In issuing an injunction, a judge must consider the likelihood of the plaintiff prevailing in its request for a temporary restraining order, and the balance of harm to the parties in the absence of an injunction, said Shimko, the attorney representing the neighbors.

"The court finds that is highly likely that (the neighbors) will prevail on the ground that (the district) has improperly split the whole project of installation and use of field lights," the judge wrote.

M-A's football season includes three night home games scheduled to take place before the two sides were to meet on Nov. 9 for a decision on a restraining order.

"These three night games were scheduled after this petition was filed (on Aug. 17), and thus (the district) took its chances in scheduling them in the first place," the judge wrote.

"The balance of harm," Shimko added, "was in the favor of our clients."

And reaction from the neighbors? "They are definitely pleased that the judge recognized that they have a legitimate gripe that the law wasn't followed," Shimko said.

Sequoia district board members voted on Sept. 1 to go ahead with the temporary lights and to claim the district's right to exempt itself from local zoning laws. Board members have asserted that they considered the neighbors' concerns, in part by restricting use of the lights.

For the football games, the lights were to be out by 10:30 p.m. They were to be out by 8:30 p.m. for all other weeknight athletic events, including six evening games of soccer and six of lacrosse scheduled per season and all evening athletic practices. No one was to use the lights on weekends. The public address system would be available for the football games only.

The night sports activities were also meant to align with the school's new schedule that has students starting the day 40 minutes later. The later start is in recognition of research showing that teens need more sleep than they typically get.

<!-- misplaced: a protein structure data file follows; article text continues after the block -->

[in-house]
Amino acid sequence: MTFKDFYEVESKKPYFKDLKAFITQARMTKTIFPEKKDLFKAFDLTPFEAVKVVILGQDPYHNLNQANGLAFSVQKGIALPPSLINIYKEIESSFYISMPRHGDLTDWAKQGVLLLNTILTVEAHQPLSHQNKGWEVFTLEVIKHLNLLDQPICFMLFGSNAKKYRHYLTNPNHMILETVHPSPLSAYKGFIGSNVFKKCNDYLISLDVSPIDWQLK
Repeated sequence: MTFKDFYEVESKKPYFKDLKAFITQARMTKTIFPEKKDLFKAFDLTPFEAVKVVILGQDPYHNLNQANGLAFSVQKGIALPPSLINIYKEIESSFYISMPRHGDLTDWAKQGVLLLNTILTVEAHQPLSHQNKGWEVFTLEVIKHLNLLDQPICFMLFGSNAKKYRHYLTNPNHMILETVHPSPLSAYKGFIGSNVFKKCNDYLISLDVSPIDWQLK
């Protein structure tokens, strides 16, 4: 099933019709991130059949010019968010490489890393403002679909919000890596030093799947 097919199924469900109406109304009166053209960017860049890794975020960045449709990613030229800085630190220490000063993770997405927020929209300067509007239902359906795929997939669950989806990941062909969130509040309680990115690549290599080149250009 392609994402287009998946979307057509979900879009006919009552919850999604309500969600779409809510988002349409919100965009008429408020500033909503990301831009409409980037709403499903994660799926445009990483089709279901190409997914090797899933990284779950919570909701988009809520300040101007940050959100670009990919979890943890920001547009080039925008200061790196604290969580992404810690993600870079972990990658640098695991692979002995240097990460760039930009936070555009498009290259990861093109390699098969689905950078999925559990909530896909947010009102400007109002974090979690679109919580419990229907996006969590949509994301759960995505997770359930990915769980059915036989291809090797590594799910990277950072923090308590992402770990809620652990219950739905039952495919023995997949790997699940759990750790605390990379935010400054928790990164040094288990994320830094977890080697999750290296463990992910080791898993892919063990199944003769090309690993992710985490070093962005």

In an interview in September, Fox, the district's attorney, defended the use of temporary lights as a place holder for the permanent lights -- after an environmental analysis. "Sometimes," he said, "you have to put the cart before the horse as long as the cart goes back behind the horse at the end of the day."

The later start to the school is laudable, Shimko said in September, but it did not justify "nearly two and a half hours of (artificial) light" in November. "They have not justified the need for the late use of the lights at all," she said. "They absolutely can accommodate all school-related practices before it gets dark."

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Like this comment
Posted by Koa
a resident of Mountain View
on Oct 7, 2010 at 9:15 am

Thank you Atherton grinches.

Like this comment
Posted by Walter_E_Wallis
a resident of Midtown
on Oct 7, 2010 at 9:47 am

Walter_E_Wallis is a registered user.

Just pretend there's a late sunset. This is far less of a disruption that an outdoor concert.

Like this comment
Posted by Paly Parent
a resident of Palo Alto High School
on Oct 7, 2010 at 9:49 am

I don't think we Palo Altans should get too involved in local affairs of other cities, but I think a few comments about our experience could be relevant.